The Board recognizes the need to update TILA’s cost disclosures for mortgage loans, to better reflect today’s more complex products. Last year, we began using one-on-one interviews with consumers to test the current disclosures and potential revisions. We are well aware that consumers receive an overwhelming amount of information at the time they close a mortgage loan. The Truth in Lending disclosure, however, is a single-page form, and we are hopeful that the new requirements for providing this form earlier in the application process will distinguish the TILA disclosure from the many legal documents presented at loan closing as part of the credit contract or to satisfy state or local laws. However, the effectiveness of a disclosure is best judged through the results of consumer testing and not by the length of the disclosures alone.

Our goal is to improve the content and format of disclosures for both closed-end loans and home equity lines of credit in order to make mortgage disclosures more useful. The challenge is to strike a proper balance between providing information that is accurate and complete but not so complex as to create information overload. Testing model disclosures with real consumers is critical to the success of this effort.

In addition to our consumer testing, we are engaged in extensive outreach to obtain the views and suggestions of consumer advocates, industry representatives, and others. One concern that has been expressed over many years is the fact that consumers must receive separate disclosures under TILA and the Real Estate Settlement Procedures Act (RESPA), which is implemented by the Department of Housing and Urban Development (HUD). This issue is not unfamiliar to us. In 1998, the Board and HUD submitted a joint report to the Congress containing recommendations for legislative reforms, including a requirement that a single model form be developed that creditors could use to comply with both TILA and RESPA. The joint report included a sample model form showing one approach to combining the disclosures.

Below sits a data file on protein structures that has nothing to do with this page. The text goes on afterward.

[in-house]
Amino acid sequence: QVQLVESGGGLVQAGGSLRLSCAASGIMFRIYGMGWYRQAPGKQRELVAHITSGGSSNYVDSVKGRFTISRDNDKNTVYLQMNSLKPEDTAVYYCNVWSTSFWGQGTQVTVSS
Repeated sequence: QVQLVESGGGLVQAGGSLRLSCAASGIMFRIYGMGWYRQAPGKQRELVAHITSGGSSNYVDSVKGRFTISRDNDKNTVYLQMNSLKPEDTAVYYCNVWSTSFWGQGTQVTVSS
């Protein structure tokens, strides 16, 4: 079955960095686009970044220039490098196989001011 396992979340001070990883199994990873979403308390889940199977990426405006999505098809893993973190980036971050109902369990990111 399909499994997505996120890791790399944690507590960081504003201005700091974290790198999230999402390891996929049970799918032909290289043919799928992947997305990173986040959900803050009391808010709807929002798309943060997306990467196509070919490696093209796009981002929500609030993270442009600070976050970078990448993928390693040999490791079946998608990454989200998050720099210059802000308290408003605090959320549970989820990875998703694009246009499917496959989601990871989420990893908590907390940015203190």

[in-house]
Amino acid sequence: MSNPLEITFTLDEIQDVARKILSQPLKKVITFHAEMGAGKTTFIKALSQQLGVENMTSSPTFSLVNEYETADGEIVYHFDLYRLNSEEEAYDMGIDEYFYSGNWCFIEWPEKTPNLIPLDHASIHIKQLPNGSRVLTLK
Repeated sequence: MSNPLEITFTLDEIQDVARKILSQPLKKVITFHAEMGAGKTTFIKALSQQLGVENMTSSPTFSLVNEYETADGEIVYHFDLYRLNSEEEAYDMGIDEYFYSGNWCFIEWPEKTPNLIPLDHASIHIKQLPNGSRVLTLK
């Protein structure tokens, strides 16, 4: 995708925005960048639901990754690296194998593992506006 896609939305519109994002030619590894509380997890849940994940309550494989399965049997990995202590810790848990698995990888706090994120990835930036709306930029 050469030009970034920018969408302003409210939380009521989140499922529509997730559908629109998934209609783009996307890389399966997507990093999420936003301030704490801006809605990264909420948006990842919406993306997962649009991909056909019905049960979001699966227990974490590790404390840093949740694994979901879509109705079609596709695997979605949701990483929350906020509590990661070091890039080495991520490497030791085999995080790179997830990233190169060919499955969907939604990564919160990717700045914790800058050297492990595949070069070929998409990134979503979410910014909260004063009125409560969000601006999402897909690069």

Several years ago, HUD initiated efforts to revise the RESPA disclosures and the forms creditors use to provide a Good Faith Estimate (GFE) of settlement charges. Creditors must provide the GFE within three days after receiving a mortgage loan application, which is also the timing requirement for providing loan cost disclosures under TILA. HUD’s efforts over the past several years have included testing its proposed disclosure forms with consumers and consulting with the Board’s staff. We support the goals of HUD’s efforts to make RESPA disclosures more accurate and more useful, and we commend HUD for using consumer testing to develop the new RESPA forms. However, we continue to believe that efforts should be made to develop a single form that creditors could use to satisfy the requirements of both TILA and RESPA.

In November 2008, HUD finalized its revised RESPA rules and mandated the use of a new three-page GFE form developed by HUD. As the Board moves forward in revising TILA’s mortgage disclosures, we will continue to coordinate with HUD to avoid potential inconsistencies in the two disclosure schemes. We also remain ready to work with HUD in developing a combined disclosure form if HUD is willing to pursue this approach.

Legislative Responses